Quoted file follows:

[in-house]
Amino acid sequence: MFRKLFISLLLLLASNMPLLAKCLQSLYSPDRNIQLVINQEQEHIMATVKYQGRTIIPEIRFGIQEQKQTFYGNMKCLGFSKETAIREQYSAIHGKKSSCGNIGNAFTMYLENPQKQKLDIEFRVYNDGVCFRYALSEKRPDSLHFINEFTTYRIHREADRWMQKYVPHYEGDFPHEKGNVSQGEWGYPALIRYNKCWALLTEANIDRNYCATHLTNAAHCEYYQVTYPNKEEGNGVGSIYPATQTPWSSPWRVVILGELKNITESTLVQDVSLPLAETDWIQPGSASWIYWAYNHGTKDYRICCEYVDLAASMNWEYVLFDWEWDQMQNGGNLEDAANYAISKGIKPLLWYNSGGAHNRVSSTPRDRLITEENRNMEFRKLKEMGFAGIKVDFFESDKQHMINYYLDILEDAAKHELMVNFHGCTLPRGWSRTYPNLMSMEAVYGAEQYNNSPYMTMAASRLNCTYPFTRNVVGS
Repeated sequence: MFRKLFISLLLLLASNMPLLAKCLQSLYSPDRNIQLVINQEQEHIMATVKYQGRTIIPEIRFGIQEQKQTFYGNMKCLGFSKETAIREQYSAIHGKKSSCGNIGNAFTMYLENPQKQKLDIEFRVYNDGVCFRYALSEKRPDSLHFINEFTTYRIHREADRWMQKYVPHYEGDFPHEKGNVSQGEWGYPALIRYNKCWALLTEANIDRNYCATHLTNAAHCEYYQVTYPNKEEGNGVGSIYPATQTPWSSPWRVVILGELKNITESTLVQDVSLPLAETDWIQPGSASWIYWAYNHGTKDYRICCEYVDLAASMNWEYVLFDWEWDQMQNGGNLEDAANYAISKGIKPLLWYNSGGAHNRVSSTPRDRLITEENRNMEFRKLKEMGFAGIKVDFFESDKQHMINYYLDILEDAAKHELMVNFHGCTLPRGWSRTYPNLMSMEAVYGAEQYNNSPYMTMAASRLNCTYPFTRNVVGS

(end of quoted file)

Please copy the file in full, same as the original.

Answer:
[in-house]
Amino acid sequence: MFRKLFISLLLLLASNMPLLAKCLQSLYSPDRNIQLVINQEQEHIMATVKYQGRTIIPEIRFGIQEQKQTFYGNMKCLGFSKETAIREQYSAIHGKKSSCGNIGNAFTMYLENPQKQKLDIEFRVYNDGVCFRYALSEKRPDSLHFINEFTTYRIHREADRWMQKYVPHYEGDFPHEKGNVSQGEWGYPALIRYNKCWALLTEANIDRNYCATHLTNAAHCEYYQVTYPNKEEGNGVGSIYPATQTPWSSPWRVVILGELKNITESTLVQDVSLPLAETDWIQPGSASWIYWAYNHGTKDYRICCEYVDLAASMNWEYVLFDWEWDQMQNGGNLEDAANYAISKGIKPLLWYNSGGAHNRVSSTPRDRLITEENRNMEFRKLKEMGFAGIKVDFFESDKQHMINYYLDILEDAAKHELMVNFHGCTLPRGWSRTYPNLMSMEAVYGAEQYNNSPYMTMAASRLNCTYPFTRNVVGS
Repeated sequence: MFRKLFISLLLLLASNMPLLAKCLQSLYSPDRNIQLVINQEQEHIMATVKYQGRTIIPEIRFGIQEQKQTFYGNMKCLGFSKETAIREQYSAIHGKKSSCGNIGNAFTMYLENPQKQKLDIEFRVYNDGVCFRYALSEKRPDSLHFINEFTTYRIHREADRWMQKYVPHYEGDFPHEKGNVSQGEWGYPALIRYNKCWALLTEANIDRNYCATHLTNAAHCEYYQVTYPNKEEGNGVGSIYPATQTPWSSPWRVVILGELKNITESTLVQDVSLPLAETDWIQPGSASWIYWAYNHGTKDYRICCEYVDLAASMNWEYVLFDWEWDQMQNGGNLEDAANYAISKGIKPLLWYNSGGAHNRVSSTPRDRLITEENRNMEFRKLKEMGFAGIKVDFFESDKQHMINYYLDILEDAAKHELMVNFHGCTLPRGWSRTYPNLMSMEAVYGAEQYNNSPYMTMAASRLNCTYPFTRNVVGS